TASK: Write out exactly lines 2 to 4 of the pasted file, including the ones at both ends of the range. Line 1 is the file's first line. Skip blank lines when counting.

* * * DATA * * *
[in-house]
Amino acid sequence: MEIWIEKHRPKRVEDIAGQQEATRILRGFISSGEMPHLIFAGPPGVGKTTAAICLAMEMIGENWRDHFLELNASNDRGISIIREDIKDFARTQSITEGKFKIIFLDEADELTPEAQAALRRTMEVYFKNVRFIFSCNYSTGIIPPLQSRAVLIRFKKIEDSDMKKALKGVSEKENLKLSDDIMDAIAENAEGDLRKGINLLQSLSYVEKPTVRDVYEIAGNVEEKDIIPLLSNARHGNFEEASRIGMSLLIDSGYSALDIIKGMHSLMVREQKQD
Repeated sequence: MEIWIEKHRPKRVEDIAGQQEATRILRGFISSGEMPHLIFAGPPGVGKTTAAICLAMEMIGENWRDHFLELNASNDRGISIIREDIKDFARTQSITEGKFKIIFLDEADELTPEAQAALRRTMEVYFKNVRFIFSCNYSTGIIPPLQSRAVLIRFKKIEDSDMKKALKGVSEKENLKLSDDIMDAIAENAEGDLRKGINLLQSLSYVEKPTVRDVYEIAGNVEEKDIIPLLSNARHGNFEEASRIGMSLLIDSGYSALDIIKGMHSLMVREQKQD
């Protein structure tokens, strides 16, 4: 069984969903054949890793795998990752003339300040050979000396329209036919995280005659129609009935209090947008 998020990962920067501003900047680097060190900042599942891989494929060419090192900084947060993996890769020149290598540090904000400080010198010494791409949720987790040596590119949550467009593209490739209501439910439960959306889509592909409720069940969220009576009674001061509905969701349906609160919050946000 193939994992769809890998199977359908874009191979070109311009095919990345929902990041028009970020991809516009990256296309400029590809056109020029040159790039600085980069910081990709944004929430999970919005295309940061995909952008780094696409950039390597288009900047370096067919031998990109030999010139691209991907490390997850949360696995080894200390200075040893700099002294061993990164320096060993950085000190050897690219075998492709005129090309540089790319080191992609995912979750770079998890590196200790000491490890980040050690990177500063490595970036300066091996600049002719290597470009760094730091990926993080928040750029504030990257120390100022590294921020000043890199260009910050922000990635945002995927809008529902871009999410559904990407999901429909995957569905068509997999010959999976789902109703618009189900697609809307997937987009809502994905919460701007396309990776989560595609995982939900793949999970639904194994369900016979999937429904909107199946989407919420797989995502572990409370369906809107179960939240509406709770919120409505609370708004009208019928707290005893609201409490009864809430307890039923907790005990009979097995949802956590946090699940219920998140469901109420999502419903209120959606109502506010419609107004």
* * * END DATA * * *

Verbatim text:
Amino acid sequence: MEIWIEKHRPKRVEDIAGQQEATRILRGFISSGEMPHLIFAGPPGVGKTTAAICLAMEMIGENWRDHFLELNASNDRGISIIREDIKDFARTQSITEGKFKIIFLDEADELTPEAQAALRRTMEVYFKNVRFIFSCNYSTGIIPPLQSRAVLIRFKKIEDSDMKKALKGVSEKENLKLSDDIMDAIAENAEGDLRKGINLLQSLSYVEKPTVRDVYEIAGNVEEKDIIPLLSNARHGNFEEASRIGMSLLIDSGYSALDIIKGMHSLMVREQKQD
Repeated sequence: MEIWIEKHRPKRVEDIAGQQEATRILRGFISSGEMPHLIFAGPPGVGKTTAAICLAMEMIGENWRDHFLELNASNDRGISIIREDIKDFARTQSITEGKFKIIFLDEADELTPEAQAALRRTMEVYFKNVRFIFSCNYSTGIIPPLQSRAVLIRFKKIEDSDMKKALKGVSEKENLKLSDDIMDAIAENAEGDLRKGINLLQSLSYVEKPTVRDVYEIAGNVEEKDIIPLLSNARHGNFEEASRIGMSLLIDSGYSALDIIKGMHSLMVREQKQD
């Protein structure tokens, strides 16, 4: 069984969903054949890793795998990752003339300040050979000396329209036919995280005659129609009935209090947008 998020990962920067501003900047680097060190900042599942891989494929060419090192900084947060993996890769020149290598540090904000400080010198010494791409949720987790040596590119949550467009593209490739209501439910439960959306889509592909409720069940969220009576009674001061509905969701349906609160919050946000 193939994992769809890998199977359908874009191979070109311009095919990345929902990041028009970020991809516009990256296309400029590809056109020029040159790039600085980069910081990709944004929430999970919005295309940061995909952008780094696409950039390597288009900047370096067919031998990109030999010139691209991907490390997850949360696995080894200390200075040893700099002294061993990164320096060993950085000190050897690219075998492709005129090309540089790319080191992609995912979750770079998890590196200790000491490890980040050690990177500063490595970036300066091996600049002719290597470009760094730091990926993080928040750029504030990257120390100022590294921020000043890199260009910050922000990635945002995927809008529902871009999410559904990407999901429909995957569905068509997999010959999976789902109703618009189900697609809307997937987009809502994905919460701007396309990776989560595609995982939900793949999970639904194994369900016979999937429904909107199946989407919420797989995502572990409370369906809107179960939240509406709770919120409505609370708004009208019928707290005893609201409490009864809430307890039923907790005990009979097995949802956590946090699940219920998140469901109420999502419903209120959606109502506010419609107004």